Passenger Is Dragged From an Overbooked Flight

On Sunday, a United Airlines passenger was pulled from his plane seat and forcibly dragged off the aircraft – because the airline overbooked flight.

At least two passengers onboard captured the scene, which shows a man – who has not been identified – being forcibly removed from his seat and dragged down the aisle as others look on in apparent disbelief. Some clips appear to show that the man was left bleeding from the head after his face was smashed against an armrest during the scuffle.

United Airlines refused to answer questions about the incident. It horrified other passengers on the Louisville-bound flight. An airline spokesman only apologized for the overbooked flight, and said police were called after a passenger “refused to leave the aircraft voluntarily.”

Tyler Bridges tweeted, "Not a good way to treat a doctor trying to get to work because they overbooked. He told the police and the United employees he had to be at the hospital in the morning to see patients," Bridges further explained.

Overbooked Flight Passenger forcibly removed from United Airlines flight.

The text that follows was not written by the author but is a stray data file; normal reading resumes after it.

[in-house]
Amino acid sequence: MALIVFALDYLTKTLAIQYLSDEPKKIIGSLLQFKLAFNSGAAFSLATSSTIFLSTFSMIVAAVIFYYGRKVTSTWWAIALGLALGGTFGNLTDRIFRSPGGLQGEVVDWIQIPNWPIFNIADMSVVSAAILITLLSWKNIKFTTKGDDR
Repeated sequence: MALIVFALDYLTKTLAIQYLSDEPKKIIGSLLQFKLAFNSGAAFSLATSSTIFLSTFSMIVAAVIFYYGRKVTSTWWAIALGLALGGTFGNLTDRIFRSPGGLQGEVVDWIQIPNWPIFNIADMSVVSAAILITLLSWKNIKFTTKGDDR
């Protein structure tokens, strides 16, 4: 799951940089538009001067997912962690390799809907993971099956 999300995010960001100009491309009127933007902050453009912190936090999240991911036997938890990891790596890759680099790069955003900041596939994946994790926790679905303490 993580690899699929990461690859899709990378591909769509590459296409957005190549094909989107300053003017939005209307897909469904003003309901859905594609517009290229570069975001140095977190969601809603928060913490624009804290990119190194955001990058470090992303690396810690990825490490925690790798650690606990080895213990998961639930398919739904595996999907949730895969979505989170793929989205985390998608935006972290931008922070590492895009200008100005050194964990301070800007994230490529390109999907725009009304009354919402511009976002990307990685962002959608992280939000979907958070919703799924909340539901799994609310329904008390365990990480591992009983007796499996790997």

It was also the second time in two weeks that Chicago-based United took a beating on social media, having previously been chastised for not allowing two teens wearing leggings – a violation of a dress code for employees and guests traveling on the company's dime – to board.

For the flying public, the episode served as a stark reminder that a seat isn't guaranteed until a flight is airborne. Almost half a million passengers on major U.S. airlines got bumped last year, but most of them volunteered to lose their seats in return for credits for future flights.

It's standard practice for airlines to sell more tickets than there are seats. Carriers calculate how much wiggle room they have based on past stats that track no-shows and offer passengers vouchers if flights end up too full, and no two airlines have the same approach.

"Airlines overbook because people don't show up for flights and they don't want to go with empty seats," said George Hobica, founder of